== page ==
These little dark green leaves are known by various rather different names: in English the most common name is lamb's lettuce; in French, it's mâche; in Hochdeutsch (standard German) it's Feldsalat, or field salad. I think the Schwiizerdütsch (Swiss German dialect) name for it is the best though: Nüsslisalat - little nut salad, since it does have a subtle nutty taste. It grows wild in our garden, where we can usually pick a big bagful a few times a year from the many weedy spots. It's very easy to grow from seed too. The flavor is enhanced by frost, like other dark greens such as komatsuna, so it's best to sow this in late fall/autumn and enjoy them in the early spring.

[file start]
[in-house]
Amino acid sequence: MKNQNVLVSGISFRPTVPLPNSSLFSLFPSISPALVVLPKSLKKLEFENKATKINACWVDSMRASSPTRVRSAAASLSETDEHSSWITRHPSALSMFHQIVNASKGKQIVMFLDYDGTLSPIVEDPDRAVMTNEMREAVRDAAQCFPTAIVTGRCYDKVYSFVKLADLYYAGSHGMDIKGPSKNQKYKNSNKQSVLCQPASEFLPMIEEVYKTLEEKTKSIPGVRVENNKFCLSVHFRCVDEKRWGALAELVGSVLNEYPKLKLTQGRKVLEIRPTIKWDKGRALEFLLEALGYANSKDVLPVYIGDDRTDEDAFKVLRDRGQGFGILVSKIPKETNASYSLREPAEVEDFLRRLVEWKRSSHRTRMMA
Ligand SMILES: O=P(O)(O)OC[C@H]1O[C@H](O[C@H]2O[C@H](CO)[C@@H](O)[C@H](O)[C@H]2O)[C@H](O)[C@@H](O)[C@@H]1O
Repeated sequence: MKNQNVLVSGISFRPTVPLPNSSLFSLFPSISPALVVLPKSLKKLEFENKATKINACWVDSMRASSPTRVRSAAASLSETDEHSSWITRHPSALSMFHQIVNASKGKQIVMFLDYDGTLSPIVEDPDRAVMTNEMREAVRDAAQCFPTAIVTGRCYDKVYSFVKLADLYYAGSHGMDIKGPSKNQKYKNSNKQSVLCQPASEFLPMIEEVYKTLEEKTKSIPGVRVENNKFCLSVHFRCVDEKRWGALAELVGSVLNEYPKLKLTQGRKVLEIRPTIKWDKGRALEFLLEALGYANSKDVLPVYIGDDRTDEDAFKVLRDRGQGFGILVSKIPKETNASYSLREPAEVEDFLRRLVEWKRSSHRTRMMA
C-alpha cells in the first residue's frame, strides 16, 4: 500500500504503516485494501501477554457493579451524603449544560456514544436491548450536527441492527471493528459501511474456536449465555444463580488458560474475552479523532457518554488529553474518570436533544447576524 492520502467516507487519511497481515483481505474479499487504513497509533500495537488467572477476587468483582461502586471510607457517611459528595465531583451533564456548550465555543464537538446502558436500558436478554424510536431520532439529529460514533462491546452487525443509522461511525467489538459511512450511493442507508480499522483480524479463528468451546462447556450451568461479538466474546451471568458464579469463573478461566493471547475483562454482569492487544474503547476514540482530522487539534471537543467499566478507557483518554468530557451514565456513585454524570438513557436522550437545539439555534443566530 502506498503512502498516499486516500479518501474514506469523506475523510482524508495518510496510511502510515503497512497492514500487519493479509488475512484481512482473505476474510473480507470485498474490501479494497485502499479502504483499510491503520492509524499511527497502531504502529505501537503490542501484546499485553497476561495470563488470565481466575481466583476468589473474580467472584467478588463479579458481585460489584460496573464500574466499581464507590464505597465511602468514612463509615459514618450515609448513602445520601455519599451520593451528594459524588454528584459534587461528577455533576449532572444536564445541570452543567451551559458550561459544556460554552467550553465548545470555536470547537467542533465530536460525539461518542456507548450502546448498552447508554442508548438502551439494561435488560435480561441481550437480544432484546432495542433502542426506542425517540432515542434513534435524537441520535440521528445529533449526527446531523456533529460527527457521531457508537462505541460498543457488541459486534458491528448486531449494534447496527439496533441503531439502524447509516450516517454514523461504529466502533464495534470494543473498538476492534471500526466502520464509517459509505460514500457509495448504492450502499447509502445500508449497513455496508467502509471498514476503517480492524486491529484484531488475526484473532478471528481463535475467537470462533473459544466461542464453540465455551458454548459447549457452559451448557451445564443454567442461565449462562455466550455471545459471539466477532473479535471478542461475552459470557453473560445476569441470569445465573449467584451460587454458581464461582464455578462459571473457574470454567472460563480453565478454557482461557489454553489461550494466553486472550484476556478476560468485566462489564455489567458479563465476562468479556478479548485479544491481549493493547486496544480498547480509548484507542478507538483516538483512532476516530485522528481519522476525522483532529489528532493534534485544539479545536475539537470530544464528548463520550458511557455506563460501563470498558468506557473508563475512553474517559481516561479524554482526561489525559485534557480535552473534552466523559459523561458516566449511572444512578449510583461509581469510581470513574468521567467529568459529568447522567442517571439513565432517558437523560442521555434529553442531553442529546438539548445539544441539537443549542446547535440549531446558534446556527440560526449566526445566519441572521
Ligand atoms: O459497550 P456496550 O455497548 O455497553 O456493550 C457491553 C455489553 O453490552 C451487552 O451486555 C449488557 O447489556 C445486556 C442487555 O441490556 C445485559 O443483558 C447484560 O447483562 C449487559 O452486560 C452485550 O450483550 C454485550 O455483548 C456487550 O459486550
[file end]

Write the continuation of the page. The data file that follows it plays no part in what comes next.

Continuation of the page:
Unlike other salad greens such as arugula, watercress or even mizuna, lamb's lettuce does not hit you with its bite; it has a very subtle taste. I like it best on its own, though goes very well in a mixed salad too. Here it's dressed with a subtly nutty oil that enhances its flavor. This is a perfect foil by the way, for the very rich mac and cheese  in the previous post.
If your lamb's lettuce is not hydroponically grown or prewashed, wash it very carefully in several changes of water, since it grows close to the ground and can be gritty. Dry carefully with several paper towels or clean kitchen towels.
For the dressing: make a oil and vinegar dressing with an 8 to 2 ratio of light walnut or hazelnut oil to lemon juice - as opposed to the usual ratio of 7 to 3. Whisk these together (or shake together in a jar) with salt and pepper to taste. You do not want mustard in this dressing since it can overwhelm the flavor of the lamb's lettuce, and go easy on the salt and pepper too.